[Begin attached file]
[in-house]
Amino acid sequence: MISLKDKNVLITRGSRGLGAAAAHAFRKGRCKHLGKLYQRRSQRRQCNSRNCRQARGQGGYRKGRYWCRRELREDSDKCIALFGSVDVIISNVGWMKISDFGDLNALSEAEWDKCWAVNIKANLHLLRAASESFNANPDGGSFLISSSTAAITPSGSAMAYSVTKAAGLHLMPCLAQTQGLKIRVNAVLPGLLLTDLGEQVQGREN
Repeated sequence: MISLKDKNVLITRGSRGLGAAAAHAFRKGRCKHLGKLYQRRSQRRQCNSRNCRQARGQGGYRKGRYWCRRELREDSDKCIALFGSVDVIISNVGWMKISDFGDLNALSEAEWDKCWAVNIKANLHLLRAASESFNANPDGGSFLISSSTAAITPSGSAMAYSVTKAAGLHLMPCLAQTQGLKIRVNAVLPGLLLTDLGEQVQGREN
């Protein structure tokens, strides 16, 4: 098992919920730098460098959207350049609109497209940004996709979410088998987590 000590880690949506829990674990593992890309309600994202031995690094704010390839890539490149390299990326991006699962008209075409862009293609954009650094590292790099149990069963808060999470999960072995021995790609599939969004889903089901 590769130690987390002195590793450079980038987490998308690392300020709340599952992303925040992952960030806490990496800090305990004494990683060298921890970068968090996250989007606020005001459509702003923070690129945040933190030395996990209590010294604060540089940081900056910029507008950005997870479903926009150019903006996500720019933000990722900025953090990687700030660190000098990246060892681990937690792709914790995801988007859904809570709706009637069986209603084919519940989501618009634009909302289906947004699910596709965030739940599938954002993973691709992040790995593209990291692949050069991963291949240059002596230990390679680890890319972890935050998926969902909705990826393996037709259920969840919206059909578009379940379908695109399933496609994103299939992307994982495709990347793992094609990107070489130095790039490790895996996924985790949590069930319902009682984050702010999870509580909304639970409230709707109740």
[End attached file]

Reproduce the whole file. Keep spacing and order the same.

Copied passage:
[in-house]
Amino acid sequence: MISLKDKNVLITRGSRGLGAAAAHAFRKGRCKHLGKLYQRRSQRRQCNSRNCRQARGQGGYRKGRYWCRRELREDSDKCIALFGSVDVIISNVGWMKISDFGDLNALSEAEWDKCWAVNIKANLHLLRAASESFNANPDGGSFLISSSTAAITPSGSAMAYSVTKAAGLHLMPCLAQTQGLKIRVNAVLPGLLLTDLGEQVQGREN
Repeated sequence: MISLKDKNVLITRGSRGLGAAAAHAFRKGRCKHLGKLYQRRSQRRQCNSRNCRQARGQGGYRKGRYWCRRELREDSDKCIALFGSVDVIISNVGWMKISDFGDLNALSEAEWDKCWAVNIKANLHLLRAASESFNANPDGGSFLISSSTAAITPSGSAMAYSVTKAAGLHLMPCLAQTQGLKIRVNAVLPGLLLTDLGEQVQGREN
């Protein structure tokens, strides 16, 4: 098992919920730098460098959207350049609109497209940004996709979410088998987590 000590880690949506829990674990593992890309309600994202031995690094704010390839890539490149390299990326991006699962008209075409862009293609954009650094590292790099149990069963808060999470999960072995021995790609599939969004889903089901 590769130690987390002195590793450079980038987490998308690392300020709340599952992303925040992952960030806490990496800090305990004494990683060298921890970068968090996250989007606020005001459509702003923070690129945040933190030395996990209590010294604060540089940081900056910029507008950005997870479903926009150019903006996500720019933000990722900025953090990687700030660190000098990246060892681990937690792709914790995801988007859904809570709706009637069986209603084919519940989501618009634009909302289906947004699910596709965030739940599938954002993973691709992040790995593209990291692949050069991963291949240059002596230990390679680890890319972890935050998926969902909705990826393996037709259920969840919206059909578009379940379908695109399933496609994103299939992307994982495709990347793992094609990107070489130095790039490790895996996924985790949590069930319902009682984050702010999870509580909304639970409230709707109740």